Facebook has been hit by the biggest wave of spam in its history, according to a security firm which registered five different attacks leaving unsolicited messages on users' walls in the last 24 hours.
"Facebook is vulnerable to spam by design," says Urban Schrott of antivirus company ESET. "Facebook users trust the messages they see on their friends' walls, and have no fear of clicking them."
Spammers are increasingly turning to targeted attacks on social networks, where they can use social engineering techniques to exploit users' natural curiosity towards links that are posted on their Facebook walls - many of which lead to dodgy web pages designed to capture credict card details or other identity information, or even download malicious software onto unsuspecting users' computers.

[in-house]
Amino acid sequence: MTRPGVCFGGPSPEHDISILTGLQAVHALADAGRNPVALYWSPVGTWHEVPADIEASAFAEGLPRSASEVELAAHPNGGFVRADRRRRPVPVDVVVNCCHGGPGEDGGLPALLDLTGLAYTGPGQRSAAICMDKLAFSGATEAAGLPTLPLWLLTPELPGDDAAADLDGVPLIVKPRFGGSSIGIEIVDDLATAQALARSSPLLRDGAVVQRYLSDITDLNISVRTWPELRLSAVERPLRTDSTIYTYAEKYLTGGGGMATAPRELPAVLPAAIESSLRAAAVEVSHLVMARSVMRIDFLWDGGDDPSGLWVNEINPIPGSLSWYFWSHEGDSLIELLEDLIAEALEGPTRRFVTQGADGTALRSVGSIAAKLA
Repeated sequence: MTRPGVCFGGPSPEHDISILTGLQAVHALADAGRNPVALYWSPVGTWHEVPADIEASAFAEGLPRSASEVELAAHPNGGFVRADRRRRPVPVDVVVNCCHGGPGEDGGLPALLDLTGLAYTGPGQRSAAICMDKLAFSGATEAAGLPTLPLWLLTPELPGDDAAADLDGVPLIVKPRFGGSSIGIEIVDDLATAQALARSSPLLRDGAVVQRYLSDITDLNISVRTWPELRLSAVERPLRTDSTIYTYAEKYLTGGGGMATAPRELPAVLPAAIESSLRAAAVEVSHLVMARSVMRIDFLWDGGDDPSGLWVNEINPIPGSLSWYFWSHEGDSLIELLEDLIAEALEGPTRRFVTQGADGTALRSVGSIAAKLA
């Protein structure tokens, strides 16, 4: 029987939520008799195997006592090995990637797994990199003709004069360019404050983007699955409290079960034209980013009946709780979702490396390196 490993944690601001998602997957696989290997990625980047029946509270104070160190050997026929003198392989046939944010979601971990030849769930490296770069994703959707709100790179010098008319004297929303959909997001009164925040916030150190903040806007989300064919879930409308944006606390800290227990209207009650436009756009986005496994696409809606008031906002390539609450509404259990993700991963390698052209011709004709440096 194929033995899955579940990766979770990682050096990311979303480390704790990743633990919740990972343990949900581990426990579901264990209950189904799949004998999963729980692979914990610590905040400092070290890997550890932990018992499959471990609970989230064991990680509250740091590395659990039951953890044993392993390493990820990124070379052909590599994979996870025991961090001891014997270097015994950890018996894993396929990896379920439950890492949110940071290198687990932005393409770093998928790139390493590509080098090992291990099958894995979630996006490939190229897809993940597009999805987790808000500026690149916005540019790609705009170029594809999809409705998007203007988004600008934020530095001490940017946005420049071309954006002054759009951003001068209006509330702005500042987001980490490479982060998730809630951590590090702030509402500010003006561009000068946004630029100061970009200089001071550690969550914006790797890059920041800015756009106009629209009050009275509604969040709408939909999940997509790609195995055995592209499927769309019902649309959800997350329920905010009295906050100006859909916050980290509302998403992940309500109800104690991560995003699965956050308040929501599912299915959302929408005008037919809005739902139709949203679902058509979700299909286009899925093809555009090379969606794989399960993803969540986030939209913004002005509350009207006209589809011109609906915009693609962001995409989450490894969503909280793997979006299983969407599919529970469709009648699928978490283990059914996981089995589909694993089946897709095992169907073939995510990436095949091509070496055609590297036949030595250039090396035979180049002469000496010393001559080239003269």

"2010 was the first year [email] spam volumes went down," Cisco security chief Tom Gillis said at the DEMO IT conference in Palm Desert, California on Monday. "Does that mean spam is less of a problem? No."
ESET's Schott agrees: "Since there are more than 500m Facebook users, Facebook spam became a multimillion-dollar business for cyber criminals. A good and up-to-date antivirus software can protect you from downloading malware, but it cannot protect your Facebook wall. If you click on a spam message, it could infect your computer and it spreads to your friends.
"Antivirus software cannot protect users from Facebook spam, since the spam is working inside Facebook. The only defence against it is user awareness and thinking before clicking."